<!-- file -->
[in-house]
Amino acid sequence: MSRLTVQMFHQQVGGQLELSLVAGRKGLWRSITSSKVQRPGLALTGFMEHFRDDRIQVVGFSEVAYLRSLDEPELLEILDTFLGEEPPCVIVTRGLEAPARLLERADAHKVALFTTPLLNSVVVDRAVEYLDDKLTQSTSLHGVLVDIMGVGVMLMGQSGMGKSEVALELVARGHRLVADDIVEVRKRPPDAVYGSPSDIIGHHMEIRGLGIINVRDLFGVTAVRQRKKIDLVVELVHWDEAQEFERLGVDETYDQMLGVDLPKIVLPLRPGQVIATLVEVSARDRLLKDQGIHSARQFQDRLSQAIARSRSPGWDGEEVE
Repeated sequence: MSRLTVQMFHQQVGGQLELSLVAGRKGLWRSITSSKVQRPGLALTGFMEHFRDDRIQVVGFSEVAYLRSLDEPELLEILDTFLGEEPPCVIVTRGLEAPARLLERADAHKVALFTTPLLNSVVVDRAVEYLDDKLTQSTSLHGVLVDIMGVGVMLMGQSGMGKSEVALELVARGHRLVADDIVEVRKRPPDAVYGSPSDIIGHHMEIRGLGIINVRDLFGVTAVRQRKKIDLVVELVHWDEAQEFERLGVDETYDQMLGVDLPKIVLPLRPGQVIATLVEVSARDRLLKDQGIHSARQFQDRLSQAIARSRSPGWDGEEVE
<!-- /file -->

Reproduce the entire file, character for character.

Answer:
[in-house]
Amino acid sequence: MSRLTVQMFHQQVGGQLELSLVAGRKGLWRSITSSKVQRPGLALTGFMEHFRDDRIQVVGFSEVAYLRSLDEPELLEILDTFLGEEPPCVIVTRGLEAPARLLERADAHKVALFTTPLLNSVVVDRAVEYLDDKLTQSTSLHGVLVDIMGVGVMLMGQSGMGKSEVALELVARGHRLVADDIVEVRKRPPDAVYGSPSDIIGHHMEIRGLGIINVRDLFGVTAVRQRKKIDLVVELVHWDEAQEFERLGVDETYDQMLGVDLPKIVLPLRPGQVIATLVEVSARDRLLKDQGIHSARQFQDRLSQAIARSRSPGWDGEEVE
Repeated sequence: MSRLTVQMFHQQVGGQLELSLVAGRKGLWRSITSSKVQRPGLALTGFMEHFRDDRIQVVGFSEVAYLRSLDEPELLEILDTFLGEEPPCVIVTRGLEAPARLLERADAHKVALFTTPLLNSVVVDRAVEYLDDKLTQSTSLHGVLVDIMGVGVMLMGQSGMGKSEVALELVARGHRLVADDIVEVRKRPPDAVYGSPSDIIGHHMEIRGLGIINVRDLFGVTAVRQRKKIDLVVELVHWDEAQEFERLGVDETYDQMLGVDLPKIVLPLRPGQVIATLVEVSARDRLLKDQGIHSARQFQDRLSQAIARSRSPGWDGEEVE